Thomas


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 Post subject: Re: Acoustic hangers
PostPosted: Fri Mar 06, 2020 7:11 am 
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I meant you cover the opening where the hangers are.

cheers
john

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 Post subject: Re: Acoustic hangers
PostPosted: Sat Mar 14, 2020 10:00 pm 
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For my hangers I used very fluffy low gfr insulation @150mm thick. I attempted to glue it on to the homasote at first but it was a disaster... I can imagine it being okay with semi rigid thinner insulation slabs but I found that the glue could not adhere properly to the insulation and it just fell off.

I ended up using a load of cheap washers and screws just along the top of the hangers in the end and it was super quick and easy with no mess.

I would also be wary of covering large sections of wall or ceiling in plastic as this could end up trapping moisture and rotting out your timbers/drywall. Maybe it depends on the climate but it could end up being a very heartbreaking error.

Paul


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 Post subject: Re: Acoustic hangers
PostPosted: Sat Mar 14, 2020 11:57 pm 
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Your glue should be like a 3m spray adhesive...it doesnt get messy ;l

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 Post subject: Re: Acoustic hangers
PostPosted: Mon Mar 16, 2020 12:23 am 
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xSpace wrote:
Your glue should be like a 3m spray adhesive...it doesnt get messy ;l


Yep, tried it, didn't work. As I said, for semi rigid insulation I'm sure it's fine, but for the very fluffy loft roll @ 150mm thickness it really doesn't hold. The mess is salvaging half torn batts up off the floor which have fallen off homasote board, and then starting all over again :D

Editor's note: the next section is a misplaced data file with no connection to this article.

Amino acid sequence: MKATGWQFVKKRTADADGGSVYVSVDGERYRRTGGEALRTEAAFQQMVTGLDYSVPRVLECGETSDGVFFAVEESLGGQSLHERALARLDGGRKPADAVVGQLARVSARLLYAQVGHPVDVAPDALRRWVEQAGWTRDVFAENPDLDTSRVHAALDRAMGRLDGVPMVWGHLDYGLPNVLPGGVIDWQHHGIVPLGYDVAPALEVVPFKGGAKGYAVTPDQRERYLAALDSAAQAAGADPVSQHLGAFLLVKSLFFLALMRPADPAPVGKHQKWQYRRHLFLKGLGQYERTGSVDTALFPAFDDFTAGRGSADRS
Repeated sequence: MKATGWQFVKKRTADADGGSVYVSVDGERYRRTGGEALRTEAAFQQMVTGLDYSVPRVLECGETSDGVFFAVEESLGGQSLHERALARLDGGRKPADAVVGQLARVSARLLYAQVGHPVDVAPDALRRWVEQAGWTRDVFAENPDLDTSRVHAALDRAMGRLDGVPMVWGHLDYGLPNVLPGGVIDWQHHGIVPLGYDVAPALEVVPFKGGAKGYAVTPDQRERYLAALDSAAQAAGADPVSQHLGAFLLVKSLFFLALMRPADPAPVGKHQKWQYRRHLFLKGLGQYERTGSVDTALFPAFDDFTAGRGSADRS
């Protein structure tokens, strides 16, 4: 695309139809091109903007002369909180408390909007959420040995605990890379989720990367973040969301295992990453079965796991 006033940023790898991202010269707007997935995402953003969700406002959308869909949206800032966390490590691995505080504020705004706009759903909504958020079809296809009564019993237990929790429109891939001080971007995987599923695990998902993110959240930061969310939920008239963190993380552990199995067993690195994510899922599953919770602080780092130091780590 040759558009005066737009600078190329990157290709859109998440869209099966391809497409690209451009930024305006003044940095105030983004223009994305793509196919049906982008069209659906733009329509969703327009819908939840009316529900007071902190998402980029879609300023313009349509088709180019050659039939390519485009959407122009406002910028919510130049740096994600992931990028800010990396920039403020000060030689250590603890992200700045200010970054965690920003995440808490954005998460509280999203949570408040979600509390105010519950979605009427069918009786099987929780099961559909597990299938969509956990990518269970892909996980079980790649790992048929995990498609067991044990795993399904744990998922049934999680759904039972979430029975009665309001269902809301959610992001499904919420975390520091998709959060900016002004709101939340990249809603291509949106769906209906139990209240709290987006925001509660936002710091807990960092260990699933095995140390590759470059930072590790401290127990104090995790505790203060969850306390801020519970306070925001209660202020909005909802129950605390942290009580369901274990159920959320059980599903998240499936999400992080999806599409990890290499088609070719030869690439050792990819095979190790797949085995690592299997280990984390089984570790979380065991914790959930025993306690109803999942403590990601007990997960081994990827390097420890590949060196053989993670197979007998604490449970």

Paul


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 Post subject: Re: Acoustic hangers
PostPosted: Fri May 29, 2020 10:14 pm 
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Location: Helsinki, Finland
I'm planning to build hangers to my next temp-place and have few questions.

My roof will be right-tringle so that left side height is about 220cm and left side is 320cm. I'm planning a dropped ceiling to 220cm height with basic acoustic tiles. There will be plenty of space above the dropped ceiling and i was thinking to fill it with hangers. Room length is 470cm so it would have room for many hangers. Width is 375cm.

1. How many hangers is good amount in that space?
2. All same size to as big as possible or mix smaller ones in?
3. Fiberboard or MDF? Some designers say it should be MDF so those would act as waveguides, others say it should be fiberboard. My walls will be fiberboard so i will have that plenty anyways. MDF is quite heavy so can't probably put as many as i could put fiberboard ones.